With much gratitude for a great teacher, mentor and friend; a man who, long before any "women's movement," encouraged and respected inquiring minds regardless of their gender.
Honoring Mr. Barney Myers
Join us in establishing a classroom grant fund for educators in Billings Public Schools in honor of Mr. Myers passion and dedication to the classroom and the many students he impacted while at Billings Senior High School.
$6,850 by 14 people
Education Foundation for Billings Public Schools
"When someone asks why anyone would ever become a teacher, remind them why it’s worth it. Every job has its ups and downs, but not every job can change a life." Mr. Barney Myers was a teacher who made an impact on the students he taught.
Mr. Myers was a math teacher at Billings Senior High from 1942 to 1973 where he provided many students with a solid base in education, especially math. Mr. Myers also coached many sports before focusing on track and cross-country. He began the cross country program at Senior High and his cross-country teams had five state championships in the early to mid-1960s.
A former student of Mr. Myers shared, "In high school, I was a mediocre cross-country runner at best, but I was a good math student and went on in college to study under one of the 20th century’s more renowned mathematicians – a former assistant to Albert Einstein, a scientist who worked with Reichard Feynman on the Manhattan Project, the inventor of the computer language BASIC, and, subsequently, the president of Dartmouth College. He was also a very good teacher.
But Barney Myers was far better.
Mr. Myers had an almost uncanny ability to take some of the most opaque concepts of algebra and calculus and somehow make them clear. He was not a showman; he simply communicated clearly and well. (Indeed, his quiet, almost laconic nature made the one or two jokes that he told during the year all that much more enjoyable. His smile lit up his students’ day . . .)”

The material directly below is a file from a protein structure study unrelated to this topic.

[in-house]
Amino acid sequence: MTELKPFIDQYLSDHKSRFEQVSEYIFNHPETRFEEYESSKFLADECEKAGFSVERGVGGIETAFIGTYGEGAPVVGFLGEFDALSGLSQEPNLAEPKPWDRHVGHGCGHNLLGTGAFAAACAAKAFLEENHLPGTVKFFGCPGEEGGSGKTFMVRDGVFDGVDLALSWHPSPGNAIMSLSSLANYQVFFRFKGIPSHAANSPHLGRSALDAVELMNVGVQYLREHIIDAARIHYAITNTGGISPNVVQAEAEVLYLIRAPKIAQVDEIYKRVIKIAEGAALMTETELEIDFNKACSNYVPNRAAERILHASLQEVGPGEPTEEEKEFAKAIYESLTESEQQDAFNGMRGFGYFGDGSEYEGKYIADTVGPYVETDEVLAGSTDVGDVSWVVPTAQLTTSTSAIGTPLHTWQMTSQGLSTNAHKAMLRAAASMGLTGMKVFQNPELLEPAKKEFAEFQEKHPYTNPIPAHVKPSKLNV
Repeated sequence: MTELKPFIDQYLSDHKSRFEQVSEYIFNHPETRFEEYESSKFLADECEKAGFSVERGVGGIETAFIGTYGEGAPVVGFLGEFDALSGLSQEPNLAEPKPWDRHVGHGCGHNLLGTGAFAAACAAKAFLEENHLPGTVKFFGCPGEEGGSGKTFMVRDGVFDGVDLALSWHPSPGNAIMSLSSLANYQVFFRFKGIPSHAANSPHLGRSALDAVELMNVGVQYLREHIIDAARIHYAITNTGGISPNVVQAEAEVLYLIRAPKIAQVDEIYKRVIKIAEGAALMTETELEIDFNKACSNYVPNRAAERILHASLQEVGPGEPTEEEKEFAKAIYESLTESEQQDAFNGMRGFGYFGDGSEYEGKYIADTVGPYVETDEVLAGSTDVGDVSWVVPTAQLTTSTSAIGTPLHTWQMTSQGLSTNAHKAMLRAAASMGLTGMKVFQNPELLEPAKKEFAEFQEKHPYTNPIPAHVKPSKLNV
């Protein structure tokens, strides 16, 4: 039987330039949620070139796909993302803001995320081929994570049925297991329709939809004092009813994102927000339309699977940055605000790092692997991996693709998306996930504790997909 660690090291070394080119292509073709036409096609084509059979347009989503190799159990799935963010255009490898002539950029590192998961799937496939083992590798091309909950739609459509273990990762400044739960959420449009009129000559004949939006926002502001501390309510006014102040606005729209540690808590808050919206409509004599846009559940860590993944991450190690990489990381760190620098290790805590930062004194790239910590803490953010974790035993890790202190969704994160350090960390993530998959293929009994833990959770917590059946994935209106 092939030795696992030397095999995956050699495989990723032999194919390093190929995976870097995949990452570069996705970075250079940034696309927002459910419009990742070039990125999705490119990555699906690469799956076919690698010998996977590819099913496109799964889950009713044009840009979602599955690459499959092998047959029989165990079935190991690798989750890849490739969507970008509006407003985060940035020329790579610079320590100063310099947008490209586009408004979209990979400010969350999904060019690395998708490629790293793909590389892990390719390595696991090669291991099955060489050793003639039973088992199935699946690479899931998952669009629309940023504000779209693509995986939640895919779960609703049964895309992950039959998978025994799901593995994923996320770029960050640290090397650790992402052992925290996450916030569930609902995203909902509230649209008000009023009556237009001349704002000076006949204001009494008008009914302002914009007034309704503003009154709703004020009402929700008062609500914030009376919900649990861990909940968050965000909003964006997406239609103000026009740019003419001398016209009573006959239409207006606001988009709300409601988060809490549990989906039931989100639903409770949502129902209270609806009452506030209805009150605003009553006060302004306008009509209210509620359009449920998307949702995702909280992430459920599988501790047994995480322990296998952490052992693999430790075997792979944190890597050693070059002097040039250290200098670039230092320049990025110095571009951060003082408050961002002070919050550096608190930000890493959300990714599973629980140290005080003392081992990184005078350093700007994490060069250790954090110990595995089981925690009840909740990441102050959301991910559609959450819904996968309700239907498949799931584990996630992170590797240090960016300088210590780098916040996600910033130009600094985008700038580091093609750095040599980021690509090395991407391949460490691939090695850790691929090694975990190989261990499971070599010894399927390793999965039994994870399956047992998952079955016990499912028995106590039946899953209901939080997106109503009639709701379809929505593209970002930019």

Mr. Myers passed away on September 5th, just shy of his 110th birthday. His early days were spent in eastern Montana where he graduated from Wibaux in 1927. He spent two years working on farms and ranches before he entered Montana State College (now University), where he graduated in 1934. He stayed another year to get his teaching certificate.
It was at MSC that Barney met his wife, Margaret “Bess” Griffiths. They married in 1935. They had three children: Joanne, Janet and Joyce.
Another former student of Mr. Myers' shared, "I will start by saying that one of our greatest challenges in accelerated math class (trigonometry jr. year or calculus when seniors) was to try to get this calm, low key fellow to crack a smile. One little smile or stifled chuckle made for a great day in math class. Second, I realized only much later how very lucky we all were to have this fellow as our instructor. He favored no gender, only good questions, hard thinking, and dedication to learning. In fact, in all of BSHS, I never once felt lesser because of being female. It was only once in college at Stanford the concept even occurred to me. Thanks to ALL the great teachers in the Billings School system in those years for their respect, encouragement, and dedication to their students."
Whether you remember him as your coach, your favorite math teacher, a friend, or just a remarkable old guy you met lifting weights at the Y, please consider making a contribution to the Barney Myers Memorial Fund c/o the Education Foundation for Billings Public Schools. Gifts to the Barney Myers Memorial Fund will be used to support teaching and learning in Billings Public Schools classrooms and support great teachers who inspire their students just as Barney did.
All gifts up to $,5000 will be matched dollar for dollar in honor of the impact Mr. Myers made on his students by a graduate from the Class of 1962, Billings Senior High.